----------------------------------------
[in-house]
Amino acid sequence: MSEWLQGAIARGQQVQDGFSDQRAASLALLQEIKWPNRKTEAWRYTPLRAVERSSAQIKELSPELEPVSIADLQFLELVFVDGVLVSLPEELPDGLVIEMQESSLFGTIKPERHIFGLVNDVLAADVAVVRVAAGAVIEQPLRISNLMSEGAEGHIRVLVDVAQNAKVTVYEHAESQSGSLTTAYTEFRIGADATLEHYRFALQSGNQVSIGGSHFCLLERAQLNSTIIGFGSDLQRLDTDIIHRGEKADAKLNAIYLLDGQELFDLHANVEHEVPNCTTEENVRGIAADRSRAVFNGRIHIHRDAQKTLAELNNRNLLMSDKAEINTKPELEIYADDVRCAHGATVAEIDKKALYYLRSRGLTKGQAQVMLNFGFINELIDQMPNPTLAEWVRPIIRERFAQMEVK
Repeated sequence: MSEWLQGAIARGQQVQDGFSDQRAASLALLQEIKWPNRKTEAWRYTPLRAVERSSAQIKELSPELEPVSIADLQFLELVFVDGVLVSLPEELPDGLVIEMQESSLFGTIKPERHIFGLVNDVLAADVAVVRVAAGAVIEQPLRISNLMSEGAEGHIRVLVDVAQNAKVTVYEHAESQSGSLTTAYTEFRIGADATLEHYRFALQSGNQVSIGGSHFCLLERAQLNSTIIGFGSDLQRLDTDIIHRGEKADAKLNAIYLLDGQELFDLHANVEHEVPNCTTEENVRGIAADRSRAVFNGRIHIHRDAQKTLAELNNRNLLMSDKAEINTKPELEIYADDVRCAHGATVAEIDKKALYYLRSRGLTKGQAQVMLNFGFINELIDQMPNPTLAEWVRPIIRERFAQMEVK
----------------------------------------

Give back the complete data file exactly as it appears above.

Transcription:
[in-house]
Amino acid sequence: MSEWLQGAIARGQQVQDGFSDQRAASLALLQEIKWPNRKTEAWRYTPLRAVERSSAQIKELSPELEPVSIADLQFLELVFVDGVLVSLPEELPDGLVIEMQESSLFGTIKPERHIFGLVNDVLAADVAVVRVAAGAVIEQPLRISNLMSEGAEGHIRVLVDVAQNAKVTVYEHAESQSGSLTTAYTEFRIGADATLEHYRFALQSGNQVSIGGSHFCLLERAQLNSTIIGFGSDLQRLDTDIIHRGEKADAKLNAIYLLDGQELFDLHANVEHEVPNCTTEENVRGIAADRSRAVFNGRIHIHRDAQKTLAELNNRNLLMSDKAEINTKPELEIYADDVRCAHGATVAEIDKKALYYLRSRGLTKGQAQVMLNFGFINELIDQMPNPTLAEWVRPIIRERFAQMEVK
Repeated sequence: MSEWLQGAIARGQQVQDGFSDQRAASLALLQEIKWPNRKTEAWRYTPLRAVERSSAQIKELSPELEPVSIADLQFLELVFVDGVLVSLPEELPDGLVIEMQESSLFGTIKPERHIFGLVNDVLAADVAVVRVAAGAVIEQPLRISNLMSEGAEGHIRVLVDVAQNAKVTVYEHAESQSGSLTTAYTEFRIGADATLEHYRFALQSGNQVSIGGSHFCLLERAQLNSTIIGFGSDLQRLDTDIIHRGEKADAKLNAIYLLDGQELFDLHANVEHEVPNCTTEENVRGIAADRSRAVFNGRIHIHRDAQKTLAELNNRNLLMSDKAEINTKPELEIYADDVRCAHGATVAEIDKKALYYLRSRGLTKGQAQVMLNFGFINELIDQMPNPTLAEWVRPIIRERFAQMEVK